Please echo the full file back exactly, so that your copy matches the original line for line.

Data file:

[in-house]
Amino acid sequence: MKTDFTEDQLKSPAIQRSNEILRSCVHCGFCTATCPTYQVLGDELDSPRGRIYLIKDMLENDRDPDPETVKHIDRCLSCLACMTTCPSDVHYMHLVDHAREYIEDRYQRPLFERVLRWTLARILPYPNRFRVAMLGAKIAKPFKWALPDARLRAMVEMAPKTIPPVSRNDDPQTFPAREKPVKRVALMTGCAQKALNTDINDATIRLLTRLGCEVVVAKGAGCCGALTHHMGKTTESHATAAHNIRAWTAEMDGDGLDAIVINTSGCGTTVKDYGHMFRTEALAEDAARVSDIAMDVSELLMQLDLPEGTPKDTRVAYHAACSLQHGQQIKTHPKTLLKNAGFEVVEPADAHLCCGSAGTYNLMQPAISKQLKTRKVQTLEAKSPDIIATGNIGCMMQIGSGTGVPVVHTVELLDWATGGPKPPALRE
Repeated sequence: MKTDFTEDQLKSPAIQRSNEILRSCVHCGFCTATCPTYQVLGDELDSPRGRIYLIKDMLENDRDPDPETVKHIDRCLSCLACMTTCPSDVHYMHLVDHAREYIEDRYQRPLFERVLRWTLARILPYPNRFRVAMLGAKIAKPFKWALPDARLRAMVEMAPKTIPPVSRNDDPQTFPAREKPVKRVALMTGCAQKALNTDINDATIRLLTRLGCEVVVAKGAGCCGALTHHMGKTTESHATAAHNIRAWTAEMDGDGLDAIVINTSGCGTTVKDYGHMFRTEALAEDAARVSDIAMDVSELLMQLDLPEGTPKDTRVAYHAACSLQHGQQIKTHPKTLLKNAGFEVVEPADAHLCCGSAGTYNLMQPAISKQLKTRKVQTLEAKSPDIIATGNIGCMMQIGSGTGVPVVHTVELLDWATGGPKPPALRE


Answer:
[in-house]
Amino acid sequence: MKTDFTEDQLKSPAIQRSNEILRSCVHCGFCTATCPTYQVLGDELDSPRGRIYLIKDMLENDRDPDPETVKHIDRCLSCLACMTTCPSDVHYMHLVDHAREYIEDRYQRPLFERVLRWTLARILPYPNRFRVAMLGAKIAKPFKWALPDARLRAMVEMAPKTIPPVSRNDDPQTFPAREKPVKRVALMTGCAQKALNTDINDATIRLLTRLGCEVVVAKGAGCCGALTHHMGKTTESHATAAHNIRAWTAEMDGDGLDAIVINTSGCGTTVKDYGHMFRTEALAEDAARVSDIAMDVSELLMQLDLPEGTPKDTRVAYHAACSLQHGQQIKTHPKTLLKNAGFEVVEPADAHLCCGSAGTYNLMQPAISKQLKTRKVQTLEAKSPDIIATGNIGCMMQIGSGTGVPVVHTVELLDWATGGPKPPALRE
Repeated sequence: MKTDFTEDQLKSPAIQRSNEILRSCVHCGFCTATCPTYQVLGDELDSPRGRIYLIKDMLENDRDPDPETVKHIDRCLSCLACMTTCPSDVHYMHLVDHAREYIEDRYQRPLFERVLRWTLARILPYPNRFRVAMLGAKIAKPFKWALPDARLRAMVEMAPKTIPPVSRNDDPQTFPAREKPVKRVALMTGCAQKALNTDINDATIRLLTRLGCEVVVAKGAGCCGALTHHMGKTTESHATAAHNIRAWTAEMDGDGLDAIVINTSGCGTTVKDYGHMFRTEALAEDAARVSDIAMDVSELLMQLDLPEGTPKDTRVAYHAACSLQHGQQIKTHPKTLLKNAGFEVVEPADAHLCCGSAGTYNLMQPAISKQLKTRKVQTLEAKSPDIIATGNIGCMMQIGSGTGVPVVHTVELLDWATGGPKPPALRE